The risk on approaching the theme was falling into classist and/or racist
stereotypes, a delicate thing to do in Mexico, and not judging anyone: " This is
how the movie was born from the script and it is a very closely calculated risk.
We never doubted the story we wanted to tell, there was never fear about
speaking of this. The movie tackles this subject because it is well founded,
directed and because the topic is an ongoing topic nowadays. But also our film
industry has been talking about it since the 1940's and 1950's: the clash of
classes. For example, Los Olvidados (The Forgotten) by Luis Bunuel or the
movies by Pardave or even the telenovelas", Producer Leonardo Zimbron
Even though we were satirical, and we tried to portray reality as much as we
could, it was always in a very respectful way, NEVER disrespectfully. We were
ironic, satirical, but we never tried to insult anyone," Zimbron adds.
"I think that in any good comedy, there is a hint of anger behind it. But, of
course, in order to avoid insulting anyone I had to learn to love my characters, I
had to care," Alazraki confesses. "In the moment I started to care for them, I was
more sensible about all the things surrounding their world and social circle. It
was the first time I could actually tell the difference between just a guy and a
"mirrey" (junior), or just a gal and and actual spoiled-to-the-bone "princess". In
fact many of them were my actual friends, and they also have feelings, and
suffer, they feel intimidated by their families' success, they also party a little too
hard to fill void left by their parents -- even if they are in a way responsible for this
lifestyle- and furthermore, their self esteem lowers. There is true pain in this. If I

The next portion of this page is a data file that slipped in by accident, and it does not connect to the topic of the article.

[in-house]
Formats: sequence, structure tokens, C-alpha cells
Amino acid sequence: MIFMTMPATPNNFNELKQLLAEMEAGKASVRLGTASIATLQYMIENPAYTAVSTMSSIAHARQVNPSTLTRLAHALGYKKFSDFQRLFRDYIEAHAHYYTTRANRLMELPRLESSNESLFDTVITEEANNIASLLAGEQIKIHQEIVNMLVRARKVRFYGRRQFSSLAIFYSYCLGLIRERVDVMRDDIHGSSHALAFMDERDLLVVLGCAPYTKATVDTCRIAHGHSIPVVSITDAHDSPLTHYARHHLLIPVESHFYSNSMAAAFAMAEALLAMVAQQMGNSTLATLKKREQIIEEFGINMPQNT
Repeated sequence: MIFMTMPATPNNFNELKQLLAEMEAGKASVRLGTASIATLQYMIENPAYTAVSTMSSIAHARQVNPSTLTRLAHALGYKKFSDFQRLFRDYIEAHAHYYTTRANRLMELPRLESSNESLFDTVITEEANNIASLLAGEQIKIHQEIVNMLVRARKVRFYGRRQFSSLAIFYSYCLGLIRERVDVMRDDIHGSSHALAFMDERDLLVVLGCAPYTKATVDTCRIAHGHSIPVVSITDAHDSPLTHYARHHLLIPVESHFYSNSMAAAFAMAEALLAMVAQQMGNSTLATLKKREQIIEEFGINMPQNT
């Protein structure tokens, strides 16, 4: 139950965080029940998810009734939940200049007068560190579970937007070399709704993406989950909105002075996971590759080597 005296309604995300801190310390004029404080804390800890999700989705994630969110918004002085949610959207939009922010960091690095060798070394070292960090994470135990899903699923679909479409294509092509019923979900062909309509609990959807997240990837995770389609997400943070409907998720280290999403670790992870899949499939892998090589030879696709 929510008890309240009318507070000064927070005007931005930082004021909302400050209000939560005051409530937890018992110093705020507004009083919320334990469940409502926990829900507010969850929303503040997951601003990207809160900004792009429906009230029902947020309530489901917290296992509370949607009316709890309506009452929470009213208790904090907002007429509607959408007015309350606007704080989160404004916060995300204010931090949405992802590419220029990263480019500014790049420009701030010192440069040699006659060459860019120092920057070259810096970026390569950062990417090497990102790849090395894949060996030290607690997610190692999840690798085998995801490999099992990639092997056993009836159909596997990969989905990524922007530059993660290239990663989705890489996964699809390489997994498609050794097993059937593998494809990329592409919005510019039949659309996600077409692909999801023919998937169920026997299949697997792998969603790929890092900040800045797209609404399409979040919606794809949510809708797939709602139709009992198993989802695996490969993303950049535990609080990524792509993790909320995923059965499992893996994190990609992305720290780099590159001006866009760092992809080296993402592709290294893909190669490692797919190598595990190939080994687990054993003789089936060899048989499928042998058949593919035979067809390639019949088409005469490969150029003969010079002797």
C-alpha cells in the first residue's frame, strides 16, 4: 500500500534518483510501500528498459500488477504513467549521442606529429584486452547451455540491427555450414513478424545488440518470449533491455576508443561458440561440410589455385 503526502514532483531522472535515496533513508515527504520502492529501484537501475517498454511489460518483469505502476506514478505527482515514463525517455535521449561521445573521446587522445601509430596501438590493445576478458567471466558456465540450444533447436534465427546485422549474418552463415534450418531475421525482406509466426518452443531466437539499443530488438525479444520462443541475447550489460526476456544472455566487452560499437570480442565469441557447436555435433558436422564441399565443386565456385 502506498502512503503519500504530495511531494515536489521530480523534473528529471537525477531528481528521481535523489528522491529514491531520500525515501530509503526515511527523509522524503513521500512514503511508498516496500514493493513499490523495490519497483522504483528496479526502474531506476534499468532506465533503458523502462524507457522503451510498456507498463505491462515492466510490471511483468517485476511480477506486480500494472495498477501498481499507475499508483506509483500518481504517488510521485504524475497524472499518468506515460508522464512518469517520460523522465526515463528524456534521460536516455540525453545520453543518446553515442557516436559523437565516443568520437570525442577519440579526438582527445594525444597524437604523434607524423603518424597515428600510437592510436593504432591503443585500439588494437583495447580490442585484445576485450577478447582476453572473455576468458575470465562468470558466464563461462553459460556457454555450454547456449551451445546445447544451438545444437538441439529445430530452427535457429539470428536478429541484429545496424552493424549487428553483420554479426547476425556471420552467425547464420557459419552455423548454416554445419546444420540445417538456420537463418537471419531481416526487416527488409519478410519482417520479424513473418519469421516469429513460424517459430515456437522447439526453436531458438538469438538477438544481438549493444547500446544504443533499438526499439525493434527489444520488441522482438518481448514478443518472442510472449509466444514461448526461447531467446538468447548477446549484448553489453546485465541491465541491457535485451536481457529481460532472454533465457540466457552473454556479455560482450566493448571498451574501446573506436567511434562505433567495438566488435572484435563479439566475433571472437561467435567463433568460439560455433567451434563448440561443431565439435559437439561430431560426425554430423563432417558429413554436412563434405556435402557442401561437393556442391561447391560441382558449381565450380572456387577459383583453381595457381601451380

could be truly honest, then I would be able to love my characters and see the
comedic part of things."
"You are presented with a guy that is dyslexic, and his father doesn't know about
it. Or a young girl that is bulimic and her father never noticed. This is real, it is
not melodramatic, nor exaggerated, it is the disintegration of the family, the
absence of the father, he is the one with the prejudices. He should be helping
more instead of trying to teach them a lesson," Alazraki explains.
There are three motivation points for making this film in Alazraki's mind: 1. To
make a Mexican comedy, in contrast to the rest of the films that showed a
defeatist Mexico. 2. To make a film that most Mexicans, that had lost touch with
their own cinema, would feel identified. 3. To make a film with his own humor
injected to it very much inspired by sketches he used to watch in SNL (Saturday
Night Live) during his teenage years. For him it was a way to exorcise his own
demons and attitudes.
Alazraki asked himself what entitles people of highr classes to treat people of the
lower classes in the manner that some of them do, or why they go to certain night
clubs and they flirt with the neighbor's girl/boyfriend, and then send their
bodyguards to defend their "honor" or lack there of. He questioned why they do
this without a real authority and even more without having earned the money of
status on their own. His answer was within the film. "I wanted to raise my
opinion that this is wrong! Let's mock it."